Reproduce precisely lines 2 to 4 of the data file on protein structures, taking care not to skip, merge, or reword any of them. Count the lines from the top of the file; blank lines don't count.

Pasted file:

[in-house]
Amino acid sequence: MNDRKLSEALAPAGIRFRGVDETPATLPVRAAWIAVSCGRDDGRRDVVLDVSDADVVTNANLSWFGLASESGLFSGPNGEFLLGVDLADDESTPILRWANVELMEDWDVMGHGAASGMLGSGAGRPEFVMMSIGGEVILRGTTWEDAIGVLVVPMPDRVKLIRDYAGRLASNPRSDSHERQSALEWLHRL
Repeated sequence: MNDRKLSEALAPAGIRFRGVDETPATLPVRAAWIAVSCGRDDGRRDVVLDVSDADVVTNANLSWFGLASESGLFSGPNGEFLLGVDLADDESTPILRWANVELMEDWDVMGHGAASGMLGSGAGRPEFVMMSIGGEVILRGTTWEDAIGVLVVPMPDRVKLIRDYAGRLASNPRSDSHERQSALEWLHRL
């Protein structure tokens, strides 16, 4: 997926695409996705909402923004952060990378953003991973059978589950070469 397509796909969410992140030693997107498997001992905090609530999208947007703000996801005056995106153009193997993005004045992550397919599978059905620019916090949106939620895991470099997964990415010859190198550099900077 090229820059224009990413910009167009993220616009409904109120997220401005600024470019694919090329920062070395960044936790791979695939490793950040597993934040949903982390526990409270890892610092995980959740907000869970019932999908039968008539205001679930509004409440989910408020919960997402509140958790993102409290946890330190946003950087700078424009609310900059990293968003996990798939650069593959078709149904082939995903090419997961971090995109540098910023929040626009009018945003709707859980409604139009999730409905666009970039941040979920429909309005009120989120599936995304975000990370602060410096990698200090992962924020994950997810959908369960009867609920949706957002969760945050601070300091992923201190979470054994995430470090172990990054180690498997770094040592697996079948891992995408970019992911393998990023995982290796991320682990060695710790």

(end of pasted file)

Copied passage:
Amino acid sequence: MNDRKLSEALAPAGIRFRGVDETPATLPVRAAWIAVSCGRDDGRRDVVLDVSDADVVTNANLSWFGLASESGLFSGPNGEFLLGVDLADDESTPILRWANVELMEDWDVMGHGAASGMLGSGAGRPEFVMMSIGGEVILRGTTWEDAIGVLVVPMPDRVKLIRDYAGRLASNPRSDSHERQSALEWLHRL
Repeated sequence: MNDRKLSEALAPAGIRFRGVDETPATLPVRAAWIAVSCGRDDGRRDVVLDVSDADVVTNANLSWFGLASESGLFSGPNGEFLLGVDLADDESTPILRWANVELMEDWDVMGHGAASGMLGSGAGRPEFVMMSIGGEVILRGTTWEDAIGVLVVPMPDRVKLIRDYAGRLASNPRSDSHERQSALEWLHRL
């Protein structure tokens, strides 16, 4: 997926695409996705909402923004952060990378953003991973059978589950070469 397509796909969410992140030693997107498997001992905090609530999208947007703000996801005056995106153009193997993005004045992550397919599978059905620019916090949106939620895991470099997964990415010859190198550099900077 090229820059224009990413910009167009993220616009409904109120997220401005600024470019694919090329920062070395960044936790791979695939490793950040597993934040949903982390526990409270890892610092995980959740907000869970019932999908039968008539205001679930509004409440989910408020919960997402509140958790993102409290946890330190946003950087700078424009609310900059990293968003996990798939650069593959078709149904082939995903090419997961971090995109540098910023929040626009009018945003709707859980409604139009999730409905666009970039941040979920429909309005009120989120599936995304975000990370602060410096990698200090992962924020994950997810959908369960009867609920949706957002969760945050601070300091992923201190979470054994995430470090172990990054180690498997770094040592697996079948891992995408970019992911393998990023995982290796991320682990060695710790």